You might think it's the individual's pursuit of happiness that is the driving force behind our societies' dynamics, the progress as well as the regress. At least I thought that for a long time. And then, some years back, during a talk by Stuart Kauffman, it occurred to me this doesn't make sense and, worse, it's actually not true.
It doesn't make sense because from an evolutionary perspective the driving force is survival. It just happens to be beneficial for your survival if you're happy about actions that eventually produce healthy offspring. But if you think about happiness as some biochemical reaction it's not an end unto itself: For keeping your body supplied with energy it's actually irrelevant if you like eating. The reward circuit that triggers dopamine release is just a handy neurological tool to memorize the dos and don'ts. And you don't have to look far to figure that people don't make decisions to optimize happiness in the first place. There are, just to pick one example, many studies showing vicinity to nature (forest, parks, beach etc) improves not only people's self-declared happiness but also their health and life-expectancy. Yet, most people live in cities and spend their time indoors. Why?
In the wealthier nations on the planet, word has it that money doesn't make happy and even politicians and economists have come around to seeing that the GDP is far from measuring well-being. British Prime Minister David Cameron has set out to measure the Brits mood by means of a national happiness index, the French too have created a Commission to assess happiness, and residents of Somerville have recently been asked to fill out a questionnaire about their life satisfaction. We will certainly see more efforts into this direction. But this left me wondering. What quantity it that the Brits, the French, the Americans aim to optimize here? And do we really want that?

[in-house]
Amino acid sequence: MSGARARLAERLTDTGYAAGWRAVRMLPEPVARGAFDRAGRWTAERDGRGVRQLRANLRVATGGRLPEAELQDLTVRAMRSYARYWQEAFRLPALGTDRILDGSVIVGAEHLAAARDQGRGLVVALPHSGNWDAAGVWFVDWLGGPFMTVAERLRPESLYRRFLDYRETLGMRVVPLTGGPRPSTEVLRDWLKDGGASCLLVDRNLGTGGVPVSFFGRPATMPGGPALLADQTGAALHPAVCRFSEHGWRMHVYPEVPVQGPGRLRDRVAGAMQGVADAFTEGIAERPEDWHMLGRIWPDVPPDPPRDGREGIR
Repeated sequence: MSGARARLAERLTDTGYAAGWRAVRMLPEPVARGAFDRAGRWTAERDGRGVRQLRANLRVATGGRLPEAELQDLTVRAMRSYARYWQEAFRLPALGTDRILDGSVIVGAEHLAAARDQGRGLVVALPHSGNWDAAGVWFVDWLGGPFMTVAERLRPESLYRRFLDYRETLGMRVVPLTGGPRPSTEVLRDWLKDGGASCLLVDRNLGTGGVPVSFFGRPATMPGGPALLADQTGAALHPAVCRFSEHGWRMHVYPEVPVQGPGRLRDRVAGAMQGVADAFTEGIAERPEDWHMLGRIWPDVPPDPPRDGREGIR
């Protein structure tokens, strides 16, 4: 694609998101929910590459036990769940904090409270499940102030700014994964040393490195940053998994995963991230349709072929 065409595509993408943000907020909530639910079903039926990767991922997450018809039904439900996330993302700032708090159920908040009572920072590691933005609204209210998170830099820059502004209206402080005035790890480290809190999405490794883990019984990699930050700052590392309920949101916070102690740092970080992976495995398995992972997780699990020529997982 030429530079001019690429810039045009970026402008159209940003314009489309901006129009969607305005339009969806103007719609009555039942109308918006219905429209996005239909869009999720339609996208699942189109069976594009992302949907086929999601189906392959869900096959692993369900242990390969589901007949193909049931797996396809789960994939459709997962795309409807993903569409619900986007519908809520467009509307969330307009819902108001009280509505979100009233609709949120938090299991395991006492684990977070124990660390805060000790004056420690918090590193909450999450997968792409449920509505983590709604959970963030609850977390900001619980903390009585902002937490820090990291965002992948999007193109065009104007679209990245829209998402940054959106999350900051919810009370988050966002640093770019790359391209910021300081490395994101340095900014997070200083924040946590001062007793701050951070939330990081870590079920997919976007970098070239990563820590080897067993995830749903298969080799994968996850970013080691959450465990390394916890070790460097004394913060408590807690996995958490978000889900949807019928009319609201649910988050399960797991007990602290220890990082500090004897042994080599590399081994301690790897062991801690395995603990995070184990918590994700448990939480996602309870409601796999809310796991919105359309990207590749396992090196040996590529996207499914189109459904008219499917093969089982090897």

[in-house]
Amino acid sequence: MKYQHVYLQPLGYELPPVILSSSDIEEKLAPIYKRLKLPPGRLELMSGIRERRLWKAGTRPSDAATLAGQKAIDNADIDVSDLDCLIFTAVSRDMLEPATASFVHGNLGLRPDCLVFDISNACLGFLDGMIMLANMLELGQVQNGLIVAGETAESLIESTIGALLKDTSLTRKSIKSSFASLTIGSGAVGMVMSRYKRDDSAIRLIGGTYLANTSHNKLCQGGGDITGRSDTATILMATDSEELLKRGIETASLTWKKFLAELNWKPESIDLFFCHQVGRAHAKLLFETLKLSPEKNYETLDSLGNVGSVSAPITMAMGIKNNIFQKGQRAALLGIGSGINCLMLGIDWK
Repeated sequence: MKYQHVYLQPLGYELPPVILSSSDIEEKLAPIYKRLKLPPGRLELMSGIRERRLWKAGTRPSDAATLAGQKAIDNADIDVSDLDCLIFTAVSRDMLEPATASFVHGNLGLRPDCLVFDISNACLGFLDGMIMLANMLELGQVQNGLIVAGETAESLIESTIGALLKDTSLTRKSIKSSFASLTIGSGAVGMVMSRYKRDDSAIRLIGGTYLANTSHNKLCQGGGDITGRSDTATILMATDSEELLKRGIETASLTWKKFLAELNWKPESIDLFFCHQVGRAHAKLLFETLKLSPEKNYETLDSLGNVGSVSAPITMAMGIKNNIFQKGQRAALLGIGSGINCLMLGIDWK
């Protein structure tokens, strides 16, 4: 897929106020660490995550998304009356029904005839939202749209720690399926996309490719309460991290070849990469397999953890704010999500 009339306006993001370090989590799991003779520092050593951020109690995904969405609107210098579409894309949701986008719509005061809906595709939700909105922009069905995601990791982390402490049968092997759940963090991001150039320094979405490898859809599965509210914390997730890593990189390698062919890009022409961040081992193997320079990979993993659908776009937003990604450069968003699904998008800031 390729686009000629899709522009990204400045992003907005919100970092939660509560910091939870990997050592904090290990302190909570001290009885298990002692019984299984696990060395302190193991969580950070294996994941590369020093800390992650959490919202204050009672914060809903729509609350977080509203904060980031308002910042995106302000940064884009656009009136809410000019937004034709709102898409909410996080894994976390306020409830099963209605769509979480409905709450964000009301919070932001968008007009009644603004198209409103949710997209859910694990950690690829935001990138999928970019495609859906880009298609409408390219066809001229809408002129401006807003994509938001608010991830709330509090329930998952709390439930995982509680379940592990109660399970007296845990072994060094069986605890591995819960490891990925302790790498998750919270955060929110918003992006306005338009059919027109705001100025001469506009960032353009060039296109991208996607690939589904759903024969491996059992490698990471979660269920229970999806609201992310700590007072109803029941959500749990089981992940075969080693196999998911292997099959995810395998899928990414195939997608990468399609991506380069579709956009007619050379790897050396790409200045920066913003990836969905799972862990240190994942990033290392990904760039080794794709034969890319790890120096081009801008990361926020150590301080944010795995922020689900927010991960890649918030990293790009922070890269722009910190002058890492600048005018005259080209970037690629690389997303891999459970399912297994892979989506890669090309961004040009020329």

I'm not an economist, but I know so much as that the question how to optimize collective happiness is not new to economists. If you want to determine the "national well-being" you inevitably have to sum, or aggregate in other ways, different people's happiness. Yours and mine and that of my babies. And do they all count the same? How does your happiness compare to mine? How many ways are there to aggregate, and which one is the right? How do you, objectively, measure it? Can you at all?
People have tried, and are trying, seriously, to determine the amount of happiness as a neurological reaction, a red on an fMRI or a peak in a hormone level with the aim to eventually determine a 'true' value of stuff essentially. Yet 100 years ago most economists abandoned an inter-individually comparable happiness in favor of a measure of preferences that cannot and, interestingly, doesn't have to be compared between you and me. They call it the utility function.
The utility function works well on an individual level, but leaves an ambiguity among different possible optima as to which is the collectively preferable one. The aggregation would necessitate a 'social welfare function' which is basically the weight for everybodies' happiness in order to sum it up and it is ambiguous - call it the measurement problem of economy. Lacking a rationale for one particular choice, for the hard-core neo-conservative it's a capital DONT. And, from a theoretical basis, a justified one. But all these attempts to measure happiness then bring us back to this century-old question: What do we want? And what's the rationale for it?
To illustrate the problem, consider you are redistributing money from the rich to the poor. You do it on the premise that taking $10 away from a billionaire will decrease his happiness less than it will raise the happiness of a starving child in Africa. But how do you know if you can't compare their happiness? And if you would indeed measure their brain activity should the ability to produce high dopamine levels, that is to some extent genetic and age dependent, affect your decision?
In all this discussion, nobody ever questions that it is actually happiness that we want. But beware the self-evident assumptions for I am here to disagree. So I argue what we are really pursuing both individually and collectively is not happiness, it is the maximization of possibilities. Money doesn't make happy. It opens possibilities. You don't move to the city because it makes you happy, but because it opens doors, increases the number of available mates, and enriches your nightlife. The relevant point is that the number of possibilities is not weighted. It's just a number. You can add it and you can compare it. So here's the rationale for giving the tenner to the starving child. The billionaires' options are hardly affected. Yet the money has a large impact on the child's health and education. It opens a large number of future possibilities, more than it closes for the billionaire.
You can find a writeup of my thoughts on the Social Science Research Network (that's the humanists' arXiv):